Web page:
Now that the idea is out there I’m surprised that there aren’t dozens of these vertical bookmarking sites.

Scaling Down, Scaling Up

Of course social sites, do rely on having a community, and there in perhaps lies the key challenge to building a site like CommonTimes. Thankfully there are solutions. Like breaking out of our silos, becoming a consumer as well as a producer of webservices. I want to tell CT about how to fish in my link stream (e.g. subscribe to, and then remix with its own services.

Finally a link to get you started: Ten Ways to use CommonTimes

Meditations on a Changing Web: Delocator and Community Annotations

April 5th, 2005

The Starbucks Delocator which flashed across Boing Boing today (not to mention hit my inbox mere minutes later, thanks Steve) embodies in itself an interesting tension I’ve been trying to tease out for a while. Would it be too horribly smug to say it’s a tension between Web 1.0 and Web 2.0 and leave it at that? Probably.

What Is It?

In brief it is a website that attempts to offer a national (presumably U.S. national as it asks for zip codes) database of independent coffee shops, in order to support those fine and public places.

Things it gets right (Web 2.0-ish):

  • geographic – the physical was missing from the web for so long, that even though it is becoming standard each new website which can tie the virtual experience to real world location presents a little epiphany.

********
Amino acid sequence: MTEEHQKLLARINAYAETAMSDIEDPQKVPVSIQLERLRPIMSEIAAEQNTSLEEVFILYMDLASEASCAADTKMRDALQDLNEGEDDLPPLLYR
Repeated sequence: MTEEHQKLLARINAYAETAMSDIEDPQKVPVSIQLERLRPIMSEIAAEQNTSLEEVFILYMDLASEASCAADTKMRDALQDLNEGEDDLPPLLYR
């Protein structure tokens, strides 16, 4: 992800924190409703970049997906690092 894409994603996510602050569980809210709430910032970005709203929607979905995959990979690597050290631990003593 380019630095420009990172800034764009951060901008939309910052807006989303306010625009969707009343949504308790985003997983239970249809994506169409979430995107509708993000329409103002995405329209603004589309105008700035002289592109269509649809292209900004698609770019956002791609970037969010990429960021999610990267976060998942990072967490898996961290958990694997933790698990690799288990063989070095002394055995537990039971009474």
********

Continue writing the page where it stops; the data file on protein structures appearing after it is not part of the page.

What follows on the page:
• user built – this is an art project so the mail off a stack of phone books to China and pay to have them typed in route was never an option, but still its clueful to see someone make user contributions front and center.
  • its pretty (ok, that might not be Web 2.0-ish)
  • its opensource

Things it gets wrong (Web 1.0-sih):

  • roach motel – why should I contribute to this database when there is no way to get a dump of the data?
  • no maps
  • no user editing – a quick scan of my area shows it is not only sparsely populated, but that of the 3 entries I did find I could add additional info to all of them.
  • no user profile, no community, no reputations – you can see that I added June Bug, but rather then my name being a link to my profile, its a mailto with my address!
  • no permalinks – can’t really expose a database of first class web objects without permalinks
  • a splash screen, with a popup window!?!?! I feel like I’m in a timewarp!

And just to be clear, I’m not attacking Delocator for this, my own minimal attempt at cataloging and promoting independent coffee shops falls down on most of of these points as well. Just talking them through.

A Short Story About Roach Motels

So why would you possibly want to provide a dump of your entire database? Re-use and re-mixing. Projects like delocator, openguides, addyourown, et al. are one facet of how we’re starting to annotate our spaces around us. Projects like mappr are another. THe more we can get the data out of it’s silos, the more we can combine it to interesting effect. (and if we can just get it all into RDF we can sit back and let Jo do the rest)

But a simpler story is, when do you want info like Delocator (or any of these) provide? When you’re out. Not when you’re sitting at home in front of the computer. Opening up your data means you can get someone to help you with a mobility solution, be that a cell phone based interface, an iPod compatible database, or a clever PDF to print out and stick in your pocket.

Two Way Data Interchange